I doubt that Nightline would do a show with someone calm and collected such as Dr. David Ray Griffin on the subject of 9/11. That might give credibility to the movement and the media doesn't want that.

Jones knew that inviting the MSM to do a nationally televised feature on him would result in a hit piece.

Why did he go ahead and do it?

Posted by kennysideshow at 8:15 AM
Labels: main stream media, media whores, social engineering

Unemployment rate rises for the first time in 4 months

WASHINGTON — The unemployment rate rose in August for the first time in four months as weak hiring by private employers wasn't enough to keep pace with a large increase in the number of people looking for work.

The Labor Department says companies added a net total 67,000 new jobs last month, down from July's upwardly revised total of 107,000. Wall Street analysts expected a smaller gain, according to Thomson Reuters.

Overall, the economy lost 54,000 jobs as 114,000 temporary census positions came to an end. State and local governments shed 10,000 positions. The jobless rate rose to 9.6 percent from 9.5 percent in July.

More than a half-million Americans resumed their job searches in August, which drove up the jobless rate. When the unemployed stop looking for work, they are no longer counted in the jobless rate.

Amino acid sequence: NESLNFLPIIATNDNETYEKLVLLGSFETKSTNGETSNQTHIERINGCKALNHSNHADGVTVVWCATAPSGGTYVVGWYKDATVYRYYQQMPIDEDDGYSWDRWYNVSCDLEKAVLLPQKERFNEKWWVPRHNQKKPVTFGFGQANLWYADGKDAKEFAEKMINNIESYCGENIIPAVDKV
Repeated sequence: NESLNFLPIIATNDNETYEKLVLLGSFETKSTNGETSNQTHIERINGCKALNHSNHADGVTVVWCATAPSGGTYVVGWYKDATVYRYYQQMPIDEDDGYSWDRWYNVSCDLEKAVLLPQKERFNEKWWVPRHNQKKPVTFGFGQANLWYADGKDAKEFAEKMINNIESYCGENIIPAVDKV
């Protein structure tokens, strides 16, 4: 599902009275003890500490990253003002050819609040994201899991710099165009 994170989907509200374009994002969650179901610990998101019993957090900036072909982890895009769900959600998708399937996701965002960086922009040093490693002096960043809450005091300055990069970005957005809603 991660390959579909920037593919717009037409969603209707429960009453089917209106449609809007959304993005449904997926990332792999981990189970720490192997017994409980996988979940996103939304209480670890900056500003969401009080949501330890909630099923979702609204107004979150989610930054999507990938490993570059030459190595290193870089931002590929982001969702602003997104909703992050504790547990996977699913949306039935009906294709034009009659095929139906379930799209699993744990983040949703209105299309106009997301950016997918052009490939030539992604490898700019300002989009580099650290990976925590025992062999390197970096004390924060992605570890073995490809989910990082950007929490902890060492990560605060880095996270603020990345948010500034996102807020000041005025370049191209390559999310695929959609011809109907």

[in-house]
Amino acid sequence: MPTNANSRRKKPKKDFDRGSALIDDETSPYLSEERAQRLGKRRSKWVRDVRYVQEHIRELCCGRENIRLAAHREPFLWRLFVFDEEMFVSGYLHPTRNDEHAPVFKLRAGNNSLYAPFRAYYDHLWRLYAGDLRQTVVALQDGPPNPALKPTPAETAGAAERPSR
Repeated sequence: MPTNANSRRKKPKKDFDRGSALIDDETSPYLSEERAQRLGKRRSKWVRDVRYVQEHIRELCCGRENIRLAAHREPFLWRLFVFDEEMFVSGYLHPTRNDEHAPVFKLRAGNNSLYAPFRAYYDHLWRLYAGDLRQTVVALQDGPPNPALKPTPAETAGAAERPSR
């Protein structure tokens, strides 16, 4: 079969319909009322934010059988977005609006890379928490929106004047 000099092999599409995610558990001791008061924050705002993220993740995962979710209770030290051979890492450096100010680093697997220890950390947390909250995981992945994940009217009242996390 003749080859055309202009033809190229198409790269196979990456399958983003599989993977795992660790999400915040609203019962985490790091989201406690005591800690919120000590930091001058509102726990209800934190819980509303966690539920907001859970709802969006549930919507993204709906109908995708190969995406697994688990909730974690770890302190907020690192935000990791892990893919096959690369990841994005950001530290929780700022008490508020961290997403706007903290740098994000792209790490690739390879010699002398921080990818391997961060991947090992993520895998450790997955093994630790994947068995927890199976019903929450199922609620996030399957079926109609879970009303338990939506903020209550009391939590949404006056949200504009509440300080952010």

Hillary Clinton for President Ads Air in New Orleans, Will Run in Other Cities

While voters are being inundated with television spots for candidates in this year's midterm elections, viewers in some markets will also see an ad for the 2012 presidential vote with the slogan, "Where there's a Hill there's a way."

The "Hillary Clinton for President" commercial began its run in New Orleans this week and the man behind the campaign, William DeJean, said he will also pay for it to air in Washington, New York, Los Angeles and possibly Houston, CNN reported.

DeJean, a Chicago dentist, said he paid $5,000 to make the ad because he doesn't think "this country is headed in the right direction," and he told CNN he believes Hillary Clinton is the one who can set things straight.

The ad calls Clinton "one of the most admired women in our nation's history" who has "more experience working in and with the White House than most living presidents."

"Let's make sure the president we should have elected in 2008 will be on the ballot in 2012," the ad says. "Hillary 2012: Hillary Clinton for President. Start now. Where there's a Hill there's a way."

Clinton, the secretary of state, has repeatedly said she has no intention of running for president again. She lost the Democratic primary in 2008 to her current boss, Barack Obama.

The True Cost of the War

Obama's "end of Iraq war" speech must have shattered any remaining belief in him. Forced to appease both his supporters and the warmonger right-wing, who denounce him as a Muslim and a Marxist, Obama resorted to Orwellian DoubleSpeak. He could only announce an end to the war by praising the president who started it and the troops who fought it. Yet, as most earthlings, if not Americans, surely know by now, the war was based on a lie and on intentional deception. The American troops died for a lie.